Also impressive, all 2019 Ascent trims includes standard Subaru EyeSight driver assist technologies like adaptive cruise control with lead vehicle start assist, pre-collision braking, pre-collision brake assist, pre-collision throttle management, lane departure warning, lane sway warning, and lane keeping assist, while all the expected active and passive safety features come standard as well. 

Moving up through the line, second-rung Touring trim starts at $40,995 in its eight-passenger configuration or $41,495 when the second-row captain’s chairs are added, the latter reducing the total number of seats to seven. The Touring model also includes the Subaru Rear/Side Vehicle Detection (SRVD) system that features blind spot detection, lane change assist, rear cross-traffic alert and reverse automatic braking, plus this trim also includes a special set of machine-finished five-spoke 18-inch alloy wheels, body-coloured side mirrors with integrated LED turn signals and approach lights, LED fog lights, a sportier looking rear bumper design featuring integrated tailpipe cutouts, proximity-sensing keyless entry, pushbutton start/stop, front door courtesy lamps, chromed inner door handles, a universal garage door opener, a windshield wiper de-icer, auto-dimming centre and sideview mirrors, a leather-clad steering wheel and shift knob, a bigger 8.0-inch centre touchscreen, more upscale fabric upholstery, a power panoramic sunroof, magazine pockets on the front seatbacks, climate controls for the second row passengers, reading lights for third row passengers, a retractable cargo cover, a power-operated tailgate, a transmission oil cooler, trailer stability control, and pre-wiring for a trailer hitch that increases towing capability to 2,270 kilos (5,000 lbs).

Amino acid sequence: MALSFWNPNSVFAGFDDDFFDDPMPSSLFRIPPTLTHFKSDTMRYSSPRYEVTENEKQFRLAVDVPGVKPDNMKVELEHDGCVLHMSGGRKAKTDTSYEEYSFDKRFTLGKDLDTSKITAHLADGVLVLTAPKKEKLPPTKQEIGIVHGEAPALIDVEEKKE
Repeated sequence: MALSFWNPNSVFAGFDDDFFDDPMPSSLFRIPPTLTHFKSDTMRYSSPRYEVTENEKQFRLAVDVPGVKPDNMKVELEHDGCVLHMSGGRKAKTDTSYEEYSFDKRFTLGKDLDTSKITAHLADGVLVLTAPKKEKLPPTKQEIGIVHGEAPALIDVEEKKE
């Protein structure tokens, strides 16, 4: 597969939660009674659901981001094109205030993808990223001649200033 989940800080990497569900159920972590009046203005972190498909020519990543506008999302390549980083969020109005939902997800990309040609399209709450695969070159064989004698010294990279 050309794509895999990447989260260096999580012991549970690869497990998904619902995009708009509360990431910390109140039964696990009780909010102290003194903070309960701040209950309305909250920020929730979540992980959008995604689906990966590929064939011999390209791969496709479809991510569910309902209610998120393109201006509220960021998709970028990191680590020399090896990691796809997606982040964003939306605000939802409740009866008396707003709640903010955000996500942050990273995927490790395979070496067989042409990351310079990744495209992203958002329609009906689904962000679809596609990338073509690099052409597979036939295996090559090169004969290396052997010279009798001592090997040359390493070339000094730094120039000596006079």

2019 Subaru Ascent Premier
You’ll likely be impressed with the infotainment touchscreen. (Photo: Karen Tuggay)

Next on the Ascent’s trim menu is the Limited, which starts at $46,495 in its standard eight-passenger configuration or $46,995 when set up for seven passengers, and adds the larger 20-inch alloy wheels noted before, plus steering-responsive full low/high beam LED headlamps with auto high beams, black and ivory soft-touch interior surfaces, a heated steering wheel rim, a nicer looking primary gauge package with chrome bezels and blue needles (instead of red), plus a 6.3-inch colour multifunction display on top of the centre dash that shows the time, temperature and dynamic functions including an inclinometer, while a navigation system gets added to the infotainment display, as does SiriusXM Traffic. Additional Limited trim features include 14-speaker 792-watt Harman/Kardon audio, a 10-way powered driver’s seat enhanced with powered lumbar support and lower cushion length adjustability, driver’s seat and side-mirror memory, a four-way powered front passenger seat, leather upholstery, two-way heated second-row seats, integrated rear door sunshades, third-row USB ports, plus more.